The Midday Brief: Oct. 26, 2011
Your afternoon reading: Perry comes out against Confederate license plates; Lamar Smith endorses Romney; anti-tax groups taking aim at constitutional amendments
Your afternoon reading:
- "U.S. Rep. Lamar Smith endorsed Mitt Romney for president on Wednesday over his fellow Texan Rick Perry. Smith, a San Antonio Republican, said in a news release that he committed to supporting Romney a full three months before the Texas governor entered the GOP race and that there are many 'well-qualified' candidates in the race." — Texas congressman Lamar Smith endorses Romney, The Dallas Morning News
- "The Rick Perry TV spot that went on air in Iowa last night and this morning in markets statewide appears to be missing a portion of the required FEC disclaimer." — Rick Perry Iowa ad appears to be missing part of FEC disclaimer, Politico
- "Texas Gov. Rick Perry, like President Obama, should learn quickly that no single speech can revive a sagging political operation. In Perry’s case, yesterday's effort to roll out an economic agenda was of course complicated by his own birther plunge. Even his surrogates are now deluged." — Rick Perry and the fallacy of the one-speech comeback, The Washington Post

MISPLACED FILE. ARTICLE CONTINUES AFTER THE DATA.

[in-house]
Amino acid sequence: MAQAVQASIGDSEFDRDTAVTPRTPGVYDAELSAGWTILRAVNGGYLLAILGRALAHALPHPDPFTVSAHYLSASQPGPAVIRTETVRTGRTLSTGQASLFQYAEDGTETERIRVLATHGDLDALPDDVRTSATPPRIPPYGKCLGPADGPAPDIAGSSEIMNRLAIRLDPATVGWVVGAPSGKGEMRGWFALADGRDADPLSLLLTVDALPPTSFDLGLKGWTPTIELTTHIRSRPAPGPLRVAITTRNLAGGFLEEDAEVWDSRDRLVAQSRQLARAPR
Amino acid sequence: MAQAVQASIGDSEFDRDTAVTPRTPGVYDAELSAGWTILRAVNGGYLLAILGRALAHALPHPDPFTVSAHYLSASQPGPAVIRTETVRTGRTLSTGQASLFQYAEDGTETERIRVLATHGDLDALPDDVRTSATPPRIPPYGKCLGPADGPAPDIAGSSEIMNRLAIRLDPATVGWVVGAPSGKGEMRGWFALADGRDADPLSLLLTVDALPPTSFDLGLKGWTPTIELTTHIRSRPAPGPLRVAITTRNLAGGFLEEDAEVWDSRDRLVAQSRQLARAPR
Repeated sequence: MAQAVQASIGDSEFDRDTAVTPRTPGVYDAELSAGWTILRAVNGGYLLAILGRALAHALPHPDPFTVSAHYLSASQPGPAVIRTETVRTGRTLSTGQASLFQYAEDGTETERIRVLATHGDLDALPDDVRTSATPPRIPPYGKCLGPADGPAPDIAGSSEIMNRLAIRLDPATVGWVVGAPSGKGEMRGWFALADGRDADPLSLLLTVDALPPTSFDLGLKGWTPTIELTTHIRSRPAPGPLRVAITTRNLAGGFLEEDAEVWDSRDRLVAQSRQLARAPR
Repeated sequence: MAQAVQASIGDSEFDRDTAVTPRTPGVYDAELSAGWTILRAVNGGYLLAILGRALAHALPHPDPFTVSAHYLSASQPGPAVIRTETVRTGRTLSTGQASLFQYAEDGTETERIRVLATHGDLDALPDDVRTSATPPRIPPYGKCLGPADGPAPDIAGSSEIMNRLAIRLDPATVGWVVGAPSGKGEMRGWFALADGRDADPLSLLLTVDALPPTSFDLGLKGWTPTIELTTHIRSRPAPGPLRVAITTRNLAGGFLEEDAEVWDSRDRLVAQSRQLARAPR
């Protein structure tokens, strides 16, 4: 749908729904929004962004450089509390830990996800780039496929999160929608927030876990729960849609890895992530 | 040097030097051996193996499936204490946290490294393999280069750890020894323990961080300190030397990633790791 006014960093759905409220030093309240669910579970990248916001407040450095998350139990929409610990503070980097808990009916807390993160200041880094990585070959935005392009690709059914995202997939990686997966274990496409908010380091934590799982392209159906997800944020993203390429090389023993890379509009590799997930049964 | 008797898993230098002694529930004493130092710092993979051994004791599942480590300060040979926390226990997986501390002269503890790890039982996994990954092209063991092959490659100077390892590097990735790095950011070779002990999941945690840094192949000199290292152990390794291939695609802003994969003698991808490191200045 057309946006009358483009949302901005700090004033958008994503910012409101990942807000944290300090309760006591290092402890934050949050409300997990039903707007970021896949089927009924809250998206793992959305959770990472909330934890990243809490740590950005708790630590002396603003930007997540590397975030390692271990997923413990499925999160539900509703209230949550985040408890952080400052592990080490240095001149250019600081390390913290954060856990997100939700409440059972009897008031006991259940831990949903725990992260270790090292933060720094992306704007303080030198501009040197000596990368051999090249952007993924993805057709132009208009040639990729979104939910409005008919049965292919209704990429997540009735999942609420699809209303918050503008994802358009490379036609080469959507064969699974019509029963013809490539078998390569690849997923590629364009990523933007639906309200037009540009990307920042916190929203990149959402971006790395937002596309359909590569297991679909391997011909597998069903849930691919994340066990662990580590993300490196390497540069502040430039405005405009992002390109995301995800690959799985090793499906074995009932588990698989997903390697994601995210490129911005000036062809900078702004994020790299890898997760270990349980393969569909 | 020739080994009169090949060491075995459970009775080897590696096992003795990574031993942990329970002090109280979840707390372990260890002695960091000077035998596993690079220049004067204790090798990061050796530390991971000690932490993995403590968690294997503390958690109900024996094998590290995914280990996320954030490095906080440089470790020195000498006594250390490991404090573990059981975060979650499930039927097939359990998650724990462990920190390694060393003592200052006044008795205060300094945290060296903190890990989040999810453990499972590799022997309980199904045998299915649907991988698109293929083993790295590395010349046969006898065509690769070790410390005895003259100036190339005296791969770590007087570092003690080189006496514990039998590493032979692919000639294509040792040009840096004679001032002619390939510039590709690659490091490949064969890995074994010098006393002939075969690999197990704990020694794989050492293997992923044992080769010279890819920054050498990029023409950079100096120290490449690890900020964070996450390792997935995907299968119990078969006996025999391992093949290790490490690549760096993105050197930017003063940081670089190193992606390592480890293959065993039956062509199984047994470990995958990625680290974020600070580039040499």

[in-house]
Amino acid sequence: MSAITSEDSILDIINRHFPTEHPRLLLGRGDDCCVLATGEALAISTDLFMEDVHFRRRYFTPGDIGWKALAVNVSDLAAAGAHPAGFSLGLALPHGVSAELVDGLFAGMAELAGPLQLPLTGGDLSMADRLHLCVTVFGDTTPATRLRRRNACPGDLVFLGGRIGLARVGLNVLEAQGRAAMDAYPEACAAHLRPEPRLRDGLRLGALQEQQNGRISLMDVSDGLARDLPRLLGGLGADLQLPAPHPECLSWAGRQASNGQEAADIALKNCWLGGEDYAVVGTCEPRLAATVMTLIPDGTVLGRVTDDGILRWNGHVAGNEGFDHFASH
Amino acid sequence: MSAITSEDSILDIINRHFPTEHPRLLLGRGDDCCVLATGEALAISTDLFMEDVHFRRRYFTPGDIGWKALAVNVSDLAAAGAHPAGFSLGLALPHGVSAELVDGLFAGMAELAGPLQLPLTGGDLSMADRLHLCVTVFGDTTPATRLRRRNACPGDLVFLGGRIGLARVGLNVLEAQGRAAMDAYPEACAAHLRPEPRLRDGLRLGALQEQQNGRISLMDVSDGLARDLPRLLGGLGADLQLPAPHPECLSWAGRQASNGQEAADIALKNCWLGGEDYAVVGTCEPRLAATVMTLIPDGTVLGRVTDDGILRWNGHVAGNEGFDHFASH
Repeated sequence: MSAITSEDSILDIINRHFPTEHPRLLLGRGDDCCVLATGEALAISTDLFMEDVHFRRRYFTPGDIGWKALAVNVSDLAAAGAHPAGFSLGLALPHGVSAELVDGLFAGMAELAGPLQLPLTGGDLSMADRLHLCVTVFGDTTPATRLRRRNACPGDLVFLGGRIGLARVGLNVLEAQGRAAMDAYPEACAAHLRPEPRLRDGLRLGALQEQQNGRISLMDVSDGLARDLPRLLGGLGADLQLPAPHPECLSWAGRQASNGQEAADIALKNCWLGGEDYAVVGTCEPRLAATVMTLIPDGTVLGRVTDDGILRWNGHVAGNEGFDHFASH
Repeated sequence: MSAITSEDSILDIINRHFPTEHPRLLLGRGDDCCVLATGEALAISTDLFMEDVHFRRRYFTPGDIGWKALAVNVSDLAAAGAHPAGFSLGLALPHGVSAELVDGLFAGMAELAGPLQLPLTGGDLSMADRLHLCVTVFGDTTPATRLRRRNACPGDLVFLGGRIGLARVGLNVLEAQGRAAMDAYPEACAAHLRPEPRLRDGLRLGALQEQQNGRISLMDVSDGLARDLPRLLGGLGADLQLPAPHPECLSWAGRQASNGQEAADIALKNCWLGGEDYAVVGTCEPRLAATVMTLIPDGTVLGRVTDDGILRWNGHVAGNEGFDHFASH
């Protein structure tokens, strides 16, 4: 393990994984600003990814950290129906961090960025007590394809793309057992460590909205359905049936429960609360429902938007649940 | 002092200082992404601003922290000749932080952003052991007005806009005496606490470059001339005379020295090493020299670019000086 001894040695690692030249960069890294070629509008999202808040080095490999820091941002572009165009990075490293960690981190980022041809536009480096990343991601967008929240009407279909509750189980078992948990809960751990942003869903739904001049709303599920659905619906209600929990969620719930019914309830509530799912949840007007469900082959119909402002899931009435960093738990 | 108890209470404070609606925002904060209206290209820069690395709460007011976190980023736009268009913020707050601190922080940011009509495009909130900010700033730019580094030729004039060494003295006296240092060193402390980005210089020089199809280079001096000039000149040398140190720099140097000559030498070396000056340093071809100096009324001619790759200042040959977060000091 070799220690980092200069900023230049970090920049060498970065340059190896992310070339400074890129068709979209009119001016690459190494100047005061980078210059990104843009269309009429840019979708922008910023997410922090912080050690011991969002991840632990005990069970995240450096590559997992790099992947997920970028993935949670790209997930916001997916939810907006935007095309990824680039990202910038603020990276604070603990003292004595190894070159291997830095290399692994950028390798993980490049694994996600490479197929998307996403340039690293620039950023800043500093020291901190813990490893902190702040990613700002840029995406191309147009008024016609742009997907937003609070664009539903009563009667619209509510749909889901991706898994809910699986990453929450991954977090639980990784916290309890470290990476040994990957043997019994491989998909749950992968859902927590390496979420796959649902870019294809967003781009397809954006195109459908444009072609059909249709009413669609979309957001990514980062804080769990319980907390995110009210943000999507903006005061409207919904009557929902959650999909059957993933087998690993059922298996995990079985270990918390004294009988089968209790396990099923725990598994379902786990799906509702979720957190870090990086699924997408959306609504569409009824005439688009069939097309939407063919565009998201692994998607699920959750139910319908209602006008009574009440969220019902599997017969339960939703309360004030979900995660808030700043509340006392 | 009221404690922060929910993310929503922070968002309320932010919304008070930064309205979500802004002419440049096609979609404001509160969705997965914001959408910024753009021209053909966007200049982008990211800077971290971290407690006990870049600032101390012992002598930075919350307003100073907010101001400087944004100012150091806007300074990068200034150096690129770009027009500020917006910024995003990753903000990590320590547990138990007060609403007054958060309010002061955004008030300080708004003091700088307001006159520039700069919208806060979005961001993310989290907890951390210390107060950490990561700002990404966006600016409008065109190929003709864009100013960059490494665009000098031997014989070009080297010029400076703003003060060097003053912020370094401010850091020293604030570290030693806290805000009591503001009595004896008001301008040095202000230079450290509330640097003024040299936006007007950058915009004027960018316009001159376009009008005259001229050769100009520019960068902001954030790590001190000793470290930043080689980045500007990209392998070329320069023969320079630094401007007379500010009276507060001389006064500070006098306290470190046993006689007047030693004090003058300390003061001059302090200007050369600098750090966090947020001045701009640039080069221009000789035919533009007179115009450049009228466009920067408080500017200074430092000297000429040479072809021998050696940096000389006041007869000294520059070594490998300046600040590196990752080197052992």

New in The Texas Tribune:
- "Gov. Rick Perry does not support a Confederate flag specialty license plate under consideration by the state Department of Motor Vehicles board, he said in Florida this morning." — Perry: Confederate Flag License Plate Would Open "Old Wounds"
- "Texas voters started going to the polls this week to decide whether to add 10 amendments to the state's massive Constitution, potentially taking the total number of amendments to 477. A few of them have drawn the ire of anti-tax groups." — Anti-Tax Groups Oppose Constitutional Amendments
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